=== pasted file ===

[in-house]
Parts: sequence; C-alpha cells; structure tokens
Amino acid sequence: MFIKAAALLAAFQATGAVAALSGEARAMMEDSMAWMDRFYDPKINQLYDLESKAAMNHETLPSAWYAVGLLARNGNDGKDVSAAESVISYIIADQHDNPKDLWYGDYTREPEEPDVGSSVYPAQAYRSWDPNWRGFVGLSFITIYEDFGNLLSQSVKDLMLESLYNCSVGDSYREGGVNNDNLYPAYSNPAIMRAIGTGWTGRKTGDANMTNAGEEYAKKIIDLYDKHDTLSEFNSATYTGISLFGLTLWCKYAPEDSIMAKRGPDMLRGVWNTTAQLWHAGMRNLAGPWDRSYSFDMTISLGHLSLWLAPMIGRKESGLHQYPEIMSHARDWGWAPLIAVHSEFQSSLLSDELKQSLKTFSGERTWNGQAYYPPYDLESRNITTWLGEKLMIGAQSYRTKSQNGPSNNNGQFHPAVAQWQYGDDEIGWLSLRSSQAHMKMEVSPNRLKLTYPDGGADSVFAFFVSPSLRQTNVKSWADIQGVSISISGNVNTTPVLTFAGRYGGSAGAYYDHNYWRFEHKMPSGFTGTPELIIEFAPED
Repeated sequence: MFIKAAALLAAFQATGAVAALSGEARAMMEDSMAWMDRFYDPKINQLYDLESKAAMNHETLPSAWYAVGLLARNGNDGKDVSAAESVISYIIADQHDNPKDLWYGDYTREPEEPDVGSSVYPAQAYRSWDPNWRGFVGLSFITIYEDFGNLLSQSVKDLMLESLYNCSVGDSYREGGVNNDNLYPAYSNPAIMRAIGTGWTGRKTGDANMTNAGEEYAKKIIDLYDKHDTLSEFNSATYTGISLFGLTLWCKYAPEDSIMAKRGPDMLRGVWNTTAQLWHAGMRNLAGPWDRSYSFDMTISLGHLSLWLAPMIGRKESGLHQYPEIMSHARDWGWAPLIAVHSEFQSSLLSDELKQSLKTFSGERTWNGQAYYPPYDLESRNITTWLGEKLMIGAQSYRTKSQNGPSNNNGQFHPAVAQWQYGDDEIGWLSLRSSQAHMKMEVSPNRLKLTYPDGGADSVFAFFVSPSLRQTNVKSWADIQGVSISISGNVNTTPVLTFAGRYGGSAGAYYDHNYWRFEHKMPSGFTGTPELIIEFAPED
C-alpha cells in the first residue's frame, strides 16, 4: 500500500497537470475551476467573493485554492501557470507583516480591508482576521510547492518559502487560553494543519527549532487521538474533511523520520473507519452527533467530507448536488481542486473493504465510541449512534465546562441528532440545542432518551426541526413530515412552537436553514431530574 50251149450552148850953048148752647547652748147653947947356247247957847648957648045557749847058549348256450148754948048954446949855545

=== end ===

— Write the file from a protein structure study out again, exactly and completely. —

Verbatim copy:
[in-house]
Parts: sequence; C-alpha cells; structure tokens
Amino acid sequence: MFIKAAALLAAFQATGAVAALSGEARAMMEDSMAWMDRFYDPKINQLYDLESKAAMNHETLPSAWYAVGLLARNGNDGKDVSAAESVISYIIADQHDNPKDLWYGDYTREPEEPDVGSSVYPAQAYRSWDPNWRGFVGLSFITIYEDFGNLLSQSVKDLMLESLYNCSVGDSYREGGVNNDNLYPAYSNPAIMRAIGTGWTGRKTGDANMTNAGEEYAKKIIDLYDKHDTLSEFNSATYTGISLFGLTLWCKYAPEDSIMAKRGPDMLRGVWNTTAQLWHAGMRNLAGPWDRSYSFDMTISLGHLSLWLAPMIGRKESGLHQYPEIMSHARDWGWAPLIAVHSEFQSSLLSDELKQSLKTFSGERTWNGQAYYPPYDLESRNITTWLGEKLMIGAQSYRTKSQNGPSNNNGQFHPAVAQWQYGDDEIGWLSLRSSQAHMKMEVSPNRLKLTYPDGGADSVFAFFVSPSLRQTNVKSWADIQGVSISISGNVNTTPVLTFAGRYGGSAGAYYDHNYWRFEHKMPSGFTGTPELIIEFAPED
Repeated sequence: MFIKAAALLAAFQATGAVAALSGEARAMMEDSMAWMDRFYDPKINQLYDLESKAAMNHETLPSAWYAVGLLARNGNDGKDVSAAESVISYIIADQHDNPKDLWYGDYTREPEEPDVGSSVYPAQAYRSWDPNWRGFVGLSFITIYEDFGNLLSQSVKDLMLESLYNCSVGDSYREGGVNNDNLYPAYSNPAIMRAIGTGWTGRKTGDANMTNAGEEYAKKIIDLYDKHDTLSEFNSATYTGISLFGLTLWCKYAPEDSIMAKRGPDMLRGVWNTTAQLWHAGMRNLAGPWDRSYSFDMTISLGHLSLWLAPMIGRKESGLHQYPEIMSHARDWGWAPLIAVHSEFQSSLLSDELKQSLKTFSGERTWNGQAYYPPYDLESRNITTWLGEKLMIGAQSYRTKSQNGPSNNNGQFHPAVAQWQYGDDEIGWLSLRSSQAHMKMEVSPNRLKLTYPDGGADSVFAFFVSPSLRQTNVKSWADIQGVSISISGNVNTTPVLTFAGRYGGSAGAYYDHNYWRFEHKMPSGFTGTPELIIEFAPED
C-alpha cells in the first residue's frame, strides 16, 4: 500500500497537470475551476467573493485554492501557470507583516480591508482576521510547492518559502487560553494543519527549532487521538474533511523520520473507519452527533467530507448536488481542486473493504465510541449512534465546562441528532440545542432518551426541526413530515412552537436553514431530574 50251149450552148850953048148752647547652748147653947947356247247957847648957648045557749847058549348256450148754948048954446949855545